Sports Law Blog
All things legal relating
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Saturday, August 11, 2007
The Tax Implications of Bonds' Home Run Balls
Believe it or not, there are far more interesting legal issues surrounding the new home run record than steroids. For example, what are the tax ramifications to the fans who caught the record-tying 755th home run ball and the record-breaking 756th home run ball? Here on the blog, we very rarely discuss tax law issues in sports. It's one of those areas that people tend to shy away from either out of fear or boredom. But tax law and policy is actually a fascinating and intellectually stimulating subject area. My advice to any law student interested in eventually practicing sports law is to strongly consider taking a basic federal income tax course.
The fan who caught number 755 announced yesterday that he was going to sell the souvenir ball through SCP Auctions and SCP expects the ball to fetch at least $75,000 to $100,000. But the fan who caught number 756 told NBC's "Today Show" on Thursday that he was leaning toward keeping the ball, even though it could fetch around $500,000. So here's an interesting tax question: Does the fan recognize taxable gain when he catches the ball and takes possession, or does the fan recognize the gain when he sells or disposes of the ball?
There is a classic case in all the casebooks about a taxpayer who suddenly finds a bag of cash stashed away in an antique piano that he purchased years before. The court held that the taxpayer recognized taxable gain in the year he found the cash, not when he obtained the piano, because the cash wasn't reduced to possession until he actually found it. But I don't see how the IRS could take the position that the fan recognizes taxable gain when he takes possession of the ball. The reason being that the ball is not like cash, which would be recognizable gain because cash is immediately liquid. The ball is more like stock; until it is liquidated (i.e. sale or dispossession), its value is not recognized by the taxpayer. Treating the gain as taxable on sale or dispossession of the ball makes sense from a policy standpoint as well. While the IRS could determine the amount of the gain prior to sale or dispossession based upon a reasonable estimate of the ball's value at the moment, that value is subject to major fluctuation up or down (much like stock) depending upon the results of baseball's steroid investigation as well as the future prospects of A-Rod challenging Bonds' record (which, by the way, is becoming more difficult for him as Bonds keeps hitting more home runs).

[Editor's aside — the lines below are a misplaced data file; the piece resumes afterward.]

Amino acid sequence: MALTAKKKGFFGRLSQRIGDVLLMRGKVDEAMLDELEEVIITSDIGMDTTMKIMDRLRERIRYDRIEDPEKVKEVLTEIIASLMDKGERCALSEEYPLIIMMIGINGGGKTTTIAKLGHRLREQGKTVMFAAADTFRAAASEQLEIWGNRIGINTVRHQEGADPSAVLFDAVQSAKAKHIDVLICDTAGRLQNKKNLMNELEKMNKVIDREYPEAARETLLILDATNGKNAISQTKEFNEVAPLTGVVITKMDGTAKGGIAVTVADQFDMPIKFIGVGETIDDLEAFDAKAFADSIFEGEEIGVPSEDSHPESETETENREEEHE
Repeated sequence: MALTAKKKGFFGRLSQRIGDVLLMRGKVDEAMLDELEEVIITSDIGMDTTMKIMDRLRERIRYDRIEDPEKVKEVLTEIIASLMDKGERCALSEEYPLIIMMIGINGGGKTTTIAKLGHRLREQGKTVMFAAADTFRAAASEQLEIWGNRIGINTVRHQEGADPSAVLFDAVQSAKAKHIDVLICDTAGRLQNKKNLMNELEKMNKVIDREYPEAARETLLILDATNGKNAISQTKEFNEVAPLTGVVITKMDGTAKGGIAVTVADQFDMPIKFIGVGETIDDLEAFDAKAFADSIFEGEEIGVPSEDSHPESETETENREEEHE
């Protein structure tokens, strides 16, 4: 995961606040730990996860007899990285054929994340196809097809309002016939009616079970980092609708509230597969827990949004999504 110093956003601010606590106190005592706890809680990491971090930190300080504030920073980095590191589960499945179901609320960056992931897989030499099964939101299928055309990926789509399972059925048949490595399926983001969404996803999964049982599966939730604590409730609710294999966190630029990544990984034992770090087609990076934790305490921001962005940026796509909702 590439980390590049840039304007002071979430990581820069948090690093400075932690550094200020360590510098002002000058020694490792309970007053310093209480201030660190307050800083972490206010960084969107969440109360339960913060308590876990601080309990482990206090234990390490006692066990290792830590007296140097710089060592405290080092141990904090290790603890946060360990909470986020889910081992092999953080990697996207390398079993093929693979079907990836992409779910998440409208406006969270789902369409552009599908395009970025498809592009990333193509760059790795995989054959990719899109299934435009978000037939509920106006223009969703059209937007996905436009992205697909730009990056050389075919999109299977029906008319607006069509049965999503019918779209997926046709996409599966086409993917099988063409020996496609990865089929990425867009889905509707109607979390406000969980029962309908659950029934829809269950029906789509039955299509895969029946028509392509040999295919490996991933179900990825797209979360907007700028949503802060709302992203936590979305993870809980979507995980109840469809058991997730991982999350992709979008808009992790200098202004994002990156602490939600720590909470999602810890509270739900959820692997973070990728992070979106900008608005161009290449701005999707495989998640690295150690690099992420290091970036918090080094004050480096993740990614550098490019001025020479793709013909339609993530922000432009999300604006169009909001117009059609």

On the other hand, lottery winnings and non-cash prizes are subject to tax withholding. For example, if the fan had instead won a car at the game that night, the value of the car would be taxable to the fan this year. The ball is distinguishable from lottery winnings because it's not in the form of liquid cash like lottery winnings. But is the ball analogous to a non-cash prize such as a car? While both contain the element of "an accession of wealth," non-cash prizes (unlike the ball) typically result in immediate use and benefit to the taxpaper, e.g. the taxpayer gets to drive around in a brand new car or wear a shiny new watch out on the town.
The Associated Press notes that the IRS seems reluctant to clear up the confusion:
And then there is the issue of whether the gain is ordinary gain subject to higher ordinary income tax rates, or capital gain subject to lower capital gains rates. Don't worry, I won't torture you any longer.....